Music review: David Byrne & St. Vincent, Roundhouse, London

 

Holly Williams
Wednesday 28 August 2013 10:41
Comments
David Byrne and St Vincent in concert at the Roundhouse, London, Britain
David Byrne and St Vincent in concert at the Roundhouse, London, Britain

St. Vincent - Annie Clark, a young American singer-songwriter and virtuoso guitar player - introduces the Love This Giant band, who stamped a clear sound on the album of the same name she recorded with David Byrne last year; the tour also, she notes, “features a whole hell of a lot of brass” (eight players within a ten-man band). As for Byrne? Well, he’s just introduced as “The archangel of absurdity”.

It’s a good name for the former Talking Heads frontman, who with white hair, white shirt, trousers and shoes, and an unruffled demeanour, flies through the two-hour set, robot dancing and hip-swivelling. The band boogie too; much is loosely choreographed, with trumpet-waving conga lines and synchronised sousaphone shimmies. Clark alternately stands taut, legs spread, shredding that electric guitar, or scuttles back and forth on high heels, giving her an eerie, automaton gliding movement. With their silly but straight-faced shape-pulling, Byrne and Clark match each other in cheerily performative eccentricity. They’re like the coolest ever unlikely intergenerational wedding disco pairing.

There’s also real respect for each other’s music: as well as playing their collaborative album - which comes to life excellently - there are brassed up versions of his and her’s solo material, as well as Talking Heads numbers. It’s clear which the audience prefers: they go crazy for "This Must Be the Place", which has a more laid-back groove (courtesy of much woodwind) than many of the new tracks, while "Road to Nowhere" provides a beaming big finish.

They sound good together too: Clark’s silky cool coos and trills have an almost electronic sheen, whereas Byrne’s vocals are ever-garrulous, dryly humorous. Occasionally, he goes fully bombastic, as on "I Am an Ape", while the band skank-walk, recreating the evolution of man with added parp.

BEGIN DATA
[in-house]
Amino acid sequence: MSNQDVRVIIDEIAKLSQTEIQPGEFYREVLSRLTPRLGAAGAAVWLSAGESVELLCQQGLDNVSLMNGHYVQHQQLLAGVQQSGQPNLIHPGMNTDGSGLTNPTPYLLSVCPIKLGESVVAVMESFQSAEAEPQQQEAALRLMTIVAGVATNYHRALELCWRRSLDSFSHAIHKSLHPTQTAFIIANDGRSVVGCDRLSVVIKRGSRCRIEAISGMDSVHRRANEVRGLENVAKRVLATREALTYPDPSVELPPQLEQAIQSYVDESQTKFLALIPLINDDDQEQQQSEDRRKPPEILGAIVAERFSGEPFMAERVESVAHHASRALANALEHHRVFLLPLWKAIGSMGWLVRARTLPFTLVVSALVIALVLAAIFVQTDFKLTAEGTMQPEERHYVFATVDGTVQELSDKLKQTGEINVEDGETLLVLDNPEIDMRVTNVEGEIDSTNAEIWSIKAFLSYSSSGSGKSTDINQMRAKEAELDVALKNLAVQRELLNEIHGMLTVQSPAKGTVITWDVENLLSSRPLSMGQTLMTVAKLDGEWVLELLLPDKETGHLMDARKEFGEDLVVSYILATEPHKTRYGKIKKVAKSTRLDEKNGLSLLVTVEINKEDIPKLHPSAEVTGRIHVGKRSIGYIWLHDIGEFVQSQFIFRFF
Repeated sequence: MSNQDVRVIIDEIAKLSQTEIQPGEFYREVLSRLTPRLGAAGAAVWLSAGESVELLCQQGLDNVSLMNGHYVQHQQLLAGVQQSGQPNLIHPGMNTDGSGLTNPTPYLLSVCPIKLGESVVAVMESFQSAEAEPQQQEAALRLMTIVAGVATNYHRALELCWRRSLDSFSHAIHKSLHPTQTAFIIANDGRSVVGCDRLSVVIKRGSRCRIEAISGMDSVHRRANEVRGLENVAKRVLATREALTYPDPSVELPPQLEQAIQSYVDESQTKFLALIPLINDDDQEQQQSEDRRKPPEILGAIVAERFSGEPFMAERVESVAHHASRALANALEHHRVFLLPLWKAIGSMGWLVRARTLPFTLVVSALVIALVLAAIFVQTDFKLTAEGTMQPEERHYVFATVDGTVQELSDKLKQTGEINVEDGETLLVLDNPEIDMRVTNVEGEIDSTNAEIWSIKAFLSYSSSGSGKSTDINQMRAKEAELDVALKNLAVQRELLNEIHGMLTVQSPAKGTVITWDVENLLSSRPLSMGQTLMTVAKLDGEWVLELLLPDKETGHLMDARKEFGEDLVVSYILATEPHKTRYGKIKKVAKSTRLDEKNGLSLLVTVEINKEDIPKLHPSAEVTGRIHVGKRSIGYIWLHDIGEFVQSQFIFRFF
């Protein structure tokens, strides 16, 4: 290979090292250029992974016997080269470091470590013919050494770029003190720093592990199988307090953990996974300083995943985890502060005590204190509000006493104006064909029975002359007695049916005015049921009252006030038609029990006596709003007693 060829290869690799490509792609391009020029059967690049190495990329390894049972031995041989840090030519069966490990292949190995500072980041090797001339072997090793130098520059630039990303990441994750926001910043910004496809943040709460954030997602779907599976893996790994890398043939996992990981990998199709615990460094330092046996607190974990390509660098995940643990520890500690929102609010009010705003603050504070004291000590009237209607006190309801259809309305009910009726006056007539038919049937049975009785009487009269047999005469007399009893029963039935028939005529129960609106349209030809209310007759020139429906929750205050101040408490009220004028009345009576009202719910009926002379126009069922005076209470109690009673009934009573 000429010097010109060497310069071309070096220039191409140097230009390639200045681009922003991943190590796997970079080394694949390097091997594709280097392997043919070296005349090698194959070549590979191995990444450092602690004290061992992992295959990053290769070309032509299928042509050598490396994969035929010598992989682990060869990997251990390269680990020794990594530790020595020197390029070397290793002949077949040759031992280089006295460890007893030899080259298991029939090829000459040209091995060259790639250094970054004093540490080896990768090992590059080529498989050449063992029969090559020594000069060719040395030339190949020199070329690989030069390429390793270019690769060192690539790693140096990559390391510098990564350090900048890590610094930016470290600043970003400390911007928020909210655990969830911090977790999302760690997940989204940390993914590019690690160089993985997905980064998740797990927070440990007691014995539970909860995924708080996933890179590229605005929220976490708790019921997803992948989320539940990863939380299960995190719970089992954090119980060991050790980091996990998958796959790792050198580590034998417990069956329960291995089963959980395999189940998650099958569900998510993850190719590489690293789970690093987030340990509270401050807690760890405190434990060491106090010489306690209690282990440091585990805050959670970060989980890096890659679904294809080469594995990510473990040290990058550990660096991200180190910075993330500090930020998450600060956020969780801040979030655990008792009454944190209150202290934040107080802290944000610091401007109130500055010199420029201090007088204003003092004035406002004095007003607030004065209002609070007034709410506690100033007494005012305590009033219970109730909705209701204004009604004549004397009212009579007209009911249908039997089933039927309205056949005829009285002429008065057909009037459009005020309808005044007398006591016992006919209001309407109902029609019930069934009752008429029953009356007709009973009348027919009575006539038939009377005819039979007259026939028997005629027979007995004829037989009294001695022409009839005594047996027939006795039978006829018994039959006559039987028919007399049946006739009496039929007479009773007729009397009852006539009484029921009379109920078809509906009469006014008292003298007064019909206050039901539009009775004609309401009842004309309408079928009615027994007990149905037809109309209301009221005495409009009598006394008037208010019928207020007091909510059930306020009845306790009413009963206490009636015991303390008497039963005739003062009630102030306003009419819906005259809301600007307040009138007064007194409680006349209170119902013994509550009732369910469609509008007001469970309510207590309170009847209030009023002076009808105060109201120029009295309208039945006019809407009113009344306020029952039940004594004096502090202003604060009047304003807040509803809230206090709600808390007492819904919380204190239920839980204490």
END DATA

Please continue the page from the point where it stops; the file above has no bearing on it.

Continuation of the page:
Towards the end of the set, Clark pays tribute to Byrne’s singular talents, describing how a childhood encounter with his work made her realise music can take you to an “awesome, stratospheric” alternate place. Byrne has, she suggests, done what we all hope to do: “insert more joy into the universe than existed prior to us”. “Joy” sums up the evening, and the songs that follow brim with it. Her stand-out track "Cruel" is buoyed by brass and, even alongside growling guitar, the effect is giddily upbeat, while a rendition of Talking Heads’ "Burning Down the House" is tight, bright and duly sets the crowd alight. David Byrne + St. Vincent = joy squared.

Register for free to continue reading

Registration is a free and easy way to support our truly independent journalism

By registering, you will also enjoy limited access to Premium articles, exclusive newsletters, commenting, and virtual events with our leading journalists

Please enter a valid email
Please enter a valid email
Must be at least 6 characters, include an upper and lower case character and a number
Must be at least 6 characters, include an upper and lower case character and a number
Must be at least 6 characters, include an upper and lower case character and a number
Please enter your first name
Special characters aren’t allowed
Please enter a name between 1 and 40 characters
Please enter your last name
Special characters aren’t allowed
Please enter a name between 1 and 40 characters
You must be over 18 years old to register
You must be over 18 years old to register
Opt-out-policy
You can opt-out at any time by signing in to your account to manage your preferences. Each email has a link to unsubscribe.

Already have an account? sign in

By clicking ‘Register’ you confirm that your data has been entered correctly and you have read and agree to our Terms of use, Cookie policy and Privacy notice.

This site is protected by reCAPTCHA and the Google Privacy policy and Terms of service apply.

Join our new commenting forum

Join thought-provoking conversations, follow other Independent readers and see their replies

Comments

Thank you for registering

Please refresh the page or navigate to another page on the site to be automatically logged in